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Evans Dixon CEO resigns to salvage US fund

Evans Dixon CEO resigns to salvage US fund

Sarah Simpkins
— 1 minute read

Investment firm Evans Dixon has commenced a restructure of its management, with its chief executive to drop his current position and focus instead on the company's fraught US property fund.

Evans Dixon said in a statement to the market that boss Alan Dixon “agreed to step aside from his role”, moving to work on the management of the US Masters Residential Property Fund (URF).

The fund has seen a clear divergence between its market price and its underlying net tangible assets. It told shareholders on Wednesday it will be cutting its dividends from 5 cents to 1, as well as taking to selling the property portfolio to pay off its debts.

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Working with Walsh & Company Investments, the responsible entity for URF, Evans Dixon is commencing a program to pay off unsecured debt holdings URF Notes II and URF Notes III.

The investment manager says the process will result in a better outcome for shareholders, rather than trading its NTA at a discount. As of 31 May, URF's estimated unaudited NTA before withholding tax on unpaid distributions was $1.59.

URF's share price has shifted dramatically in the last year, dropping by 56 per cent over the period, now worth 89 cents.

 

Since listing on the ASX last year, Evans Dixon has lost around 65 per cent of its value, with share prices going from $2.50 in May 2018 to its current 86 cents. The company’s market cap is now sitting at $189.3 million.

The investment firm downgraded its profit in May, having said it was expecting to deliver earnings before interest, tax, depreciation and amortization (EBITDA) for FY19 in the range of $35-38 million. The year before, it had generated EBITDA of $50.1 million.

In the meantime, Evans Dixon has initiated a search for a new chief executive, with executive chairman David Evans serving as a temporary replacement. Mr Dixon will remain as an executive director.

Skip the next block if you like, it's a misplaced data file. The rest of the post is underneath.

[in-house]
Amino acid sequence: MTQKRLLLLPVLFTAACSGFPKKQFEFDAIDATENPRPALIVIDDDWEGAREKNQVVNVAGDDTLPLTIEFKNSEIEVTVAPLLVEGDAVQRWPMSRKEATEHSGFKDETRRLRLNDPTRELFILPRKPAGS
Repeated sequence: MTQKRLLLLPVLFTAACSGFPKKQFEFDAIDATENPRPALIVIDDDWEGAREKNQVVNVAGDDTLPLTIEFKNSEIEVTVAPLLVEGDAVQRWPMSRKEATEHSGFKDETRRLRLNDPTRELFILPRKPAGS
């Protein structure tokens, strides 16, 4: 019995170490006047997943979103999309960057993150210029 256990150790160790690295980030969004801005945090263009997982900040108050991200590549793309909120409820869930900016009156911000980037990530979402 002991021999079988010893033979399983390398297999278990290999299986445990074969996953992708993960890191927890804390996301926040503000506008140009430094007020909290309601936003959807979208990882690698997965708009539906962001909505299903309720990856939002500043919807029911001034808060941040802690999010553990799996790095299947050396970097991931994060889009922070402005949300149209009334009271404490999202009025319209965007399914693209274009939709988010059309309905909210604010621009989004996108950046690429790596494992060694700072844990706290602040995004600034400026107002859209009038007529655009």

“This move provides an opportunity for Alan to concentrate on implementing the outcome of the URF strategic review,” Mr Evans said.

“With his sold focus in the US for the foreseeable future, the board and Alan agreed that identifying a new high-calibre chief executive for Evans Dixon made sense.

“While there are areas in the Evans Dixon business where we must and will improve performance, there have been many achievements for our business so far this year, and we remain focused on ensuring client expectations are met.”

Formed by a merger of Dixon Advisory and Evan & Partners in 2017, Evans Dixon looks over $6.7 billion of assets in fund management.

In wealth advice, it services more than 9,000 clients and represents more than $20 billion in funds under advice.

Mr Evans noted that over the four months to the end of April, the company grew both its funds under advice and funds under management by 13 per cent, supported by positive net client growth, new fund raisings and positive investment markets.

“In April, we listed our first offshore fund on the London Stock exchange, the US Solar Fund, raising $289.6 million from institutional and sophisticated investors to invest in US solar energy infrastructure via our existing new energy solar team,” Mr Evans said.

“Additionally, our corporate and institutional business is performing well, continuing to increase its market share in institutional equities and maintaining an encouraging transaction pipeline.”

 

Evans Dixon CEO resigns to salvage US fund
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